Saturday, March 26, 2016

A Society of People Playing By Different Rules

I witnessed something at Target a few weeks ago that still bothers me. I was there with my wife and kids. Kids are ages 8 and 5. The store was busy and the lines were long. A worker signaled for someone to move to a different line. Suddenly a man started yelling. I don't know if he was mad at a customer because he thought the customer cut in front of him, or if he was mad at the worker for the way she handled the line. He then shouted at the worker. He called her a bitch. He demanded to see the manager. She said "I am the manager." Meanwhile we completed our transaction and scurried out of the way so the kids didn't have to watch this man in action. 

The commotion around the checkout lines is something to be expected in a busy store. I don't know why the man went from zero to angry so quickly and why he insulted the worker with a slur. Aside from thinking "What the hell is going on here?" and "What's wrong with this man?" I also wondered if this was a preview of more vulgar behavior to come. I've written about vulgarity before. I don't think I'm making selective observations. I think there's some truth to saying we live in a vulgar society. I also wonder if the era we're heading toward is one of "I can say whatever I want to say." Maybe this is backlash against political correctness. We've all heard people gripe about political correctness. While a portion of society will continue to be careful and deliberate with their language, it could be that others will go the route of saying anything they want at any volume they desire. 

Many times I have seen people disrespect workers. I didn't view this episode as merely a matter of a customer being mean (and sexist) to a worker. It looked like an angry man who cared not for societal norms that call for civil behavior and measured language. I don't know what's going on. Maybe we're increasingly a society of people playing by different rules. 

Wednesday, March 2, 2016

"A cascade of little annoyances can easily gather momentum"

"A cascade of little annoyances can easily gather momentum." That's a quote from the book Cultivating Teacher Renewal: Guarding Against Stress and Burnout (Barbara Larrivee, 2012, p. 8). Chapter one in her book is entitled “The Consequences of Stress and Burnout.” As she notes, some stress is normal and useful. The problem, she says, is when stress is long-term and ongoing. Therefore, “the goal is not to be stress free but rather to keep the harmful effects of cumulative stress at bay” (p. 3).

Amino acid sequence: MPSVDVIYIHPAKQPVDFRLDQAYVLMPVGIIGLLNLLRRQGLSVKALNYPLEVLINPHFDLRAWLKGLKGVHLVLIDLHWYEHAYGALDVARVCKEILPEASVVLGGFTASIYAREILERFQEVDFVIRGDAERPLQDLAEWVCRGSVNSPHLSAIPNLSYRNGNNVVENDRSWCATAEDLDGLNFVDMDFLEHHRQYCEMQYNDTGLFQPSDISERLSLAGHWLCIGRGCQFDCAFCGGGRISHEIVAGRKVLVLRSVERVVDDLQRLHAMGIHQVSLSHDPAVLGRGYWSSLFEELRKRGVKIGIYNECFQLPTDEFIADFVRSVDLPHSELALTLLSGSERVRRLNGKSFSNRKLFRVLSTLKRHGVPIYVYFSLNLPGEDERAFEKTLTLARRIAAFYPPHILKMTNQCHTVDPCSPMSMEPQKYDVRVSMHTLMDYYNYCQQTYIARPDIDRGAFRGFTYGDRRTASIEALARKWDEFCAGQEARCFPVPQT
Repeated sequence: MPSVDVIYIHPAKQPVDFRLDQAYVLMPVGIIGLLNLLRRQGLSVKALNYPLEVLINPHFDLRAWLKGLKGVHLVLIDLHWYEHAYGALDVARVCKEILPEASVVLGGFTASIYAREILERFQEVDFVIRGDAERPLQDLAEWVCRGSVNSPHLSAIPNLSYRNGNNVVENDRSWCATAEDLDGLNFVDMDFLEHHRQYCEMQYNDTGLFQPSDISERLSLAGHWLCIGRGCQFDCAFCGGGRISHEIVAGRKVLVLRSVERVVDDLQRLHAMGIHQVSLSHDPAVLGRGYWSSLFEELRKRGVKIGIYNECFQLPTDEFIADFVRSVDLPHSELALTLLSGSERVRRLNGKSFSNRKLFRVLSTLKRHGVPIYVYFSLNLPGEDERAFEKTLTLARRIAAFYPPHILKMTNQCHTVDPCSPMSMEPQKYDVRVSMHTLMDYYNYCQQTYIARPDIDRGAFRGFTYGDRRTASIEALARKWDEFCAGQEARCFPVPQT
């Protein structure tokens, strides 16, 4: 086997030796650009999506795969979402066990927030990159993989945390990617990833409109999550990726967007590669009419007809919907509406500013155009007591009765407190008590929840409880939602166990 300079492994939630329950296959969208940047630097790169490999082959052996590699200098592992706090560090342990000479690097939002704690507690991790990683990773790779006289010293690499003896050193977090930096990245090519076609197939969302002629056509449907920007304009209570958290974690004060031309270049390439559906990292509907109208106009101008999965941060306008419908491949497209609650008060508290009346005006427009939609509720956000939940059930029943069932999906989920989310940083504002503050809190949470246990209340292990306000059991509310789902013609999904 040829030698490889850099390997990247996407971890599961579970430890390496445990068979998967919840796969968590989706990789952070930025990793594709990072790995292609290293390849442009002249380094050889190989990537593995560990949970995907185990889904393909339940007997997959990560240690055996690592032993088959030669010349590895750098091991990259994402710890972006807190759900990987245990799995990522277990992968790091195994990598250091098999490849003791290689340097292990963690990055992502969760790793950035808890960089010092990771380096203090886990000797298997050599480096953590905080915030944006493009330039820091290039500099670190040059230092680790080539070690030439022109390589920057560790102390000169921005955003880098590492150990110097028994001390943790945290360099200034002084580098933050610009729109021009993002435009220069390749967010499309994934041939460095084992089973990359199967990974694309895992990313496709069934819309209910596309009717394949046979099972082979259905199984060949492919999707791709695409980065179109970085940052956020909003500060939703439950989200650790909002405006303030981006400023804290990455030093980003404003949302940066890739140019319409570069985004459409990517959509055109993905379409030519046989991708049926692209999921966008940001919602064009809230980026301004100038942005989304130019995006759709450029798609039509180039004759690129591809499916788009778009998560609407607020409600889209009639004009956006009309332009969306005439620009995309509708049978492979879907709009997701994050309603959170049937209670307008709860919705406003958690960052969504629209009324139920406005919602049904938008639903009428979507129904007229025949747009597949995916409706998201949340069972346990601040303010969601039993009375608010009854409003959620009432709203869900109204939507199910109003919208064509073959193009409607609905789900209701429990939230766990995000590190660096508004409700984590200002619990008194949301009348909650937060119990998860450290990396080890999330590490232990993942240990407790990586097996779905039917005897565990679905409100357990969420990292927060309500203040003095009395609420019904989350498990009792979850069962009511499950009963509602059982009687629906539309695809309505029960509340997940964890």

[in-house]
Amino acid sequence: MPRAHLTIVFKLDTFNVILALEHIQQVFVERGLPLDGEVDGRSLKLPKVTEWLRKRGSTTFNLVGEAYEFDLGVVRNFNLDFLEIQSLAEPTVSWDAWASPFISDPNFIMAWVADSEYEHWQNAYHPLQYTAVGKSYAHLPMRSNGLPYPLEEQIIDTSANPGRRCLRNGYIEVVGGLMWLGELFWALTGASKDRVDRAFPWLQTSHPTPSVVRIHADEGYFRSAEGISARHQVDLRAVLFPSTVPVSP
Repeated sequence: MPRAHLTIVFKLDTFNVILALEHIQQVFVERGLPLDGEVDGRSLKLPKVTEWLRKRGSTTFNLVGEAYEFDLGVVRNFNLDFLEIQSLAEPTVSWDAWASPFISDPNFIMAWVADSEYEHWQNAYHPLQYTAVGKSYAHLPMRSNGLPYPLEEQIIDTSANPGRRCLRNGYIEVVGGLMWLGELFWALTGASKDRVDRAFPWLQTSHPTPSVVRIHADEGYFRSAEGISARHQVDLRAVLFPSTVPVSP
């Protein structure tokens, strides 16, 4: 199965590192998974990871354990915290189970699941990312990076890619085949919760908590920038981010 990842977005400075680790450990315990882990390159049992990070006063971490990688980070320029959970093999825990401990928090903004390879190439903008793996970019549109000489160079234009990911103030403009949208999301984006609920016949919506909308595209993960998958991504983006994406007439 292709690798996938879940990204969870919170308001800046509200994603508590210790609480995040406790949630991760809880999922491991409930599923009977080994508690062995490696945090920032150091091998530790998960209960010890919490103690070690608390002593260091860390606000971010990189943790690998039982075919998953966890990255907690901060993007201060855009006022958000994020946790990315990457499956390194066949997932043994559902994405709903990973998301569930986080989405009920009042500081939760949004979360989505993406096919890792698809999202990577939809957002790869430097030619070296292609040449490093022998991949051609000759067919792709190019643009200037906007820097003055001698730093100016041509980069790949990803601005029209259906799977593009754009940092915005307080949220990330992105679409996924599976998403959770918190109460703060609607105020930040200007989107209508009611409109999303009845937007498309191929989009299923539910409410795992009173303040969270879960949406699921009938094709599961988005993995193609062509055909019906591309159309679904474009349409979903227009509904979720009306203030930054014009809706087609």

She makes the distinction between big stresses and little stresses. We all deal with job stresses of various sizes. An example of a big stress she mentions is an increase in work responsibilities that becomes hard to manage. Another example of a big stress I can think of is the endless stream of e-mail we endure. I get increasingly irritated by long e-mails in my inbox. Brevity, people, brevity! I try to keep my e-mails short and to the point. Lately I find a phone call to be way more efficient than a sequence of e-mails.

We shouldn’t overlook the little stresses that add up, like someone knocking on your closed door when you're eating lunch or someone who asks you for a last-minute favor. I really try to be respectful of people's time. I try not to shove work onto people's plates. I think a lot of stresses -- big and small -- could be lessened if we better respected each other's time. I rarely meet someone looking for more work to do. Most of my colleagues are stretched to the max.

Larrivee says there’s a link between stress and burnout. She describes burnout as "the physical, mental, and emotional exhaustion that results from chronic job stress and frustration" (p. 8). She emphasizes that burnout is a process that develops over time. Unfortunately, people often don't realize something is wrong until they've reached the exhaustion stage.

I'm trying to be more aware of the stresses I'm encountering. And I chat up my colleagues about stress. We should be talking about our stress and sharing our coping resources. Workplace norms like "do more" and "be more productive" can leave one feeling inadequate. I'm not running around advocating that people "do less" or advising people to "be less productive." I'm only saying that we shouldn't make each other feel like we're never good enough or that we should always be doing more work.

The myth that we have summers off to restore ourselves doesn't help. Many of my colleagues work through the summer by teaching courses and by catching up on research. For some of us at teaching-focused institutions, summer is the only time we can do research for an extended length of time. And for some people, teaching in the summer isn't optional, it's something they need to do to pay the bills.

Most of us want to be team players and be productive members of our institution, but there are times we have to say no and times we have to be protective of our time. We want to make meaningful contributions without burning out. I'm increasingly interested in learning about (and promoting) personal strategies and forms of interpersonal and institutional support that can lessen our stress so that we're in better shape for the long run.